As I’ve said before, I won’t be running Boston this year. I’ll be jog walking it. I may or may not still be pregnant, either way, my body will not be in its normal form. No less, Boston has been a silver lining for me. Being able to have a bigger purpose, something to force me out of the house for jalks everyday, and the reminder of how great the suffering is of those impacted by this disease compel me to keep going. My goal is to start, my hope is to finish. They’ll give me eight hours, I may need all of them.
I have run through the best and most difficult times of my life. And though I have no energy to do anything, I have been forcing myself to exercise, as lame as that exercise is. I haven’t been doing 20 mile training runs, instead my last real run was before I knew I was pregnant, and my jalks are so slow that it’s hard to put in the miles. But my body knows marathons. It knows the impossible, and I am thankful to have Wright with me on this journey.
I am including a post I made on social media, and asking again, if you would consider sharing my cause. A dear teammate asked her family to pass along her fundraising request and had an unbelievable response. She encouraged those of us who are fundraising to boldly beg for people to pass along the word, to re-post, to send their own email – whatever works. I would LOVE if you would consider sharing my fundraising page in whatever way you feel comfortable. As I have said before, my minimum goal is $4000, but it is my dream to surpass that – which I can only do with your help.
Here’s my social media post, and the link to my page:
The Boston Marathon is less than a month away, and my goal of exceeding my fundraising goal is being hindered by having not yet met my initial fundraising goal. Would you consider reading why I am running? Also, inspired by my friend and co-runner Caitlyn Bintz, I ask you to consider sharing this link on your page, sending the post in an email, or otherwise sharing in any way you choose. I’d love for you to be a part of my team. If you’re not up for giving, but cancer has impacted you in some way, I will run again this year with the names of the fighters, survivors and the taken that you send me. In 2012 I ran with over 100 names – the impact of those names on those running around me was profound, and I hope to remind people again this year of how urgent the race to beat cancer is.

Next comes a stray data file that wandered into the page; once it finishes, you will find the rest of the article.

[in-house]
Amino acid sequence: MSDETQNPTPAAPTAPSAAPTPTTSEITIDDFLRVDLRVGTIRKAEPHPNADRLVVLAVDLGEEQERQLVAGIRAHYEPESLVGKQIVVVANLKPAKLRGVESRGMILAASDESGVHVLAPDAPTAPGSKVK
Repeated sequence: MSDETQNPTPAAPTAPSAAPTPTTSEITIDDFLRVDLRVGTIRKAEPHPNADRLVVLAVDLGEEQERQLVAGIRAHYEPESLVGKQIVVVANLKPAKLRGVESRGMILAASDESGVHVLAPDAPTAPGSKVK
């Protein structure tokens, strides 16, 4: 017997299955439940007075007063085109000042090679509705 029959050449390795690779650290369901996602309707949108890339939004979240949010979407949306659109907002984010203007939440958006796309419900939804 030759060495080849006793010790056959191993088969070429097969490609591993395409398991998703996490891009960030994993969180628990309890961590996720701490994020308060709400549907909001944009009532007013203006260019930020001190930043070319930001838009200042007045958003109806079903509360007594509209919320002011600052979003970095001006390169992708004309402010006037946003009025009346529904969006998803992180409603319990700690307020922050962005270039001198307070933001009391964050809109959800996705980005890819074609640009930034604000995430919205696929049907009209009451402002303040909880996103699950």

September 23, 2013 § 1 Comment
In one of these pictures I am preparing to struggle to run 6.2 miles – in the other, taken a little over a year before, I am struggling to run 26.2 miles. This is a hard reality. One of my own making.
Haley and I were talking yesterday, as we jogged, about choices and how much being aware of your reality impacts your decisions.
One of the things that we were acknowledging is that as we have gotten older we have realized that it is very important to own your decisions, your emotions, and the consequences of your choices – intended and unintended. This is not an easy thing.
I find this to be the most difficult in friendships; as I have alluded to, the decision to go back to school greatly narrowed our friendship circle. Our capacity during this stage of life to maintain relationships that did not support our commitment to this process was small. As well, we received VERY wise council that it was no longer healthy to maintain relationships that did not have some sort of sustaining and abiding reciprocity about them. I am a homebody that does not like to talk on the phone. Justin is an extrovert that does not like to talk on the phone, and many of our life long friends live in other cities – so this is a bit of a challenge to US – WE ARE OFTEN THE OFFENDERS HERE! ON THE OTHER HAND, we also are among the last in our crew without children, the least tethered of our family, I am generally considered the one of boundless capacity, Justin is generous to a fault… We often felt people had very high expectations for us to do the work “because we had no other commitments.”